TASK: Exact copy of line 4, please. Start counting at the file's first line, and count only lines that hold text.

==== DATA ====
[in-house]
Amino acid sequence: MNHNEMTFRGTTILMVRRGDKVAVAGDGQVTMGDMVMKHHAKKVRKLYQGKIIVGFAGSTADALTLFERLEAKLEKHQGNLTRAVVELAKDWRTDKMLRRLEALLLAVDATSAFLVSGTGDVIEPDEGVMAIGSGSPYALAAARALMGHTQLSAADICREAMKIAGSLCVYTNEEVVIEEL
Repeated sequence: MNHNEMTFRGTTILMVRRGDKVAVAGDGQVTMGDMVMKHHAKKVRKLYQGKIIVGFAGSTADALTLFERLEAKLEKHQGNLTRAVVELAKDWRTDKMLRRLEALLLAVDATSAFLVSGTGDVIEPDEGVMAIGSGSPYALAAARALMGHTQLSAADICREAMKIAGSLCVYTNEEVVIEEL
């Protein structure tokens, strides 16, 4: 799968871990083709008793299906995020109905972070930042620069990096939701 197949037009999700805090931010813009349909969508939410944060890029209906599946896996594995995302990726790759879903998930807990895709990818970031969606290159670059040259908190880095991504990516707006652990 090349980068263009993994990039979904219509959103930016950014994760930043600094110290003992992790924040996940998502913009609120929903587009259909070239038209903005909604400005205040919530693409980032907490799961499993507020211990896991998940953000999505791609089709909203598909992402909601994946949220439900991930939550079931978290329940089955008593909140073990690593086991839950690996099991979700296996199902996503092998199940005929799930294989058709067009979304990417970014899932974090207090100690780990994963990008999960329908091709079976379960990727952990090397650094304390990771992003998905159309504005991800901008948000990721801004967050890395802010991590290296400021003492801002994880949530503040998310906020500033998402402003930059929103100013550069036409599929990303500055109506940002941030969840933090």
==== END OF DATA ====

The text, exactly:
């Protein structure tokens, strides 16, 4: 799968871990083709008793299906995020109905972070930042620069990096939701 197949037009999700805090931010813009349909969508939410944060890029209906599946896996594995995302990726790759879903998930807990895709990818970031969606290159670059040259908190880095991504990516707006652990 090349980068263009993994990039979904219509959103930016950014994760930043600094110290003992992790924040996940998502913009609120929903587009259909070239038209903005909604400005205040919530693409980032907490799961499993507020211990896991998940953000999505791609089709909203598909992402909601994946949220439900991930939550079931978290329940089955008593909140073990690593086991839950690996099991979700296996199902996503092998199940005929799930294989058709067009979304990417970014899932974090207090100690780990994963990008999960329908091709079976379960990727952990090397650094304390990771992003998905159309504005991800901008948000990721801004967050890395802010991590290296400021003492801002994880949530503040998310906020500033998402402003930059929103100013550069036409599929990303500055109506940002941030969840933090």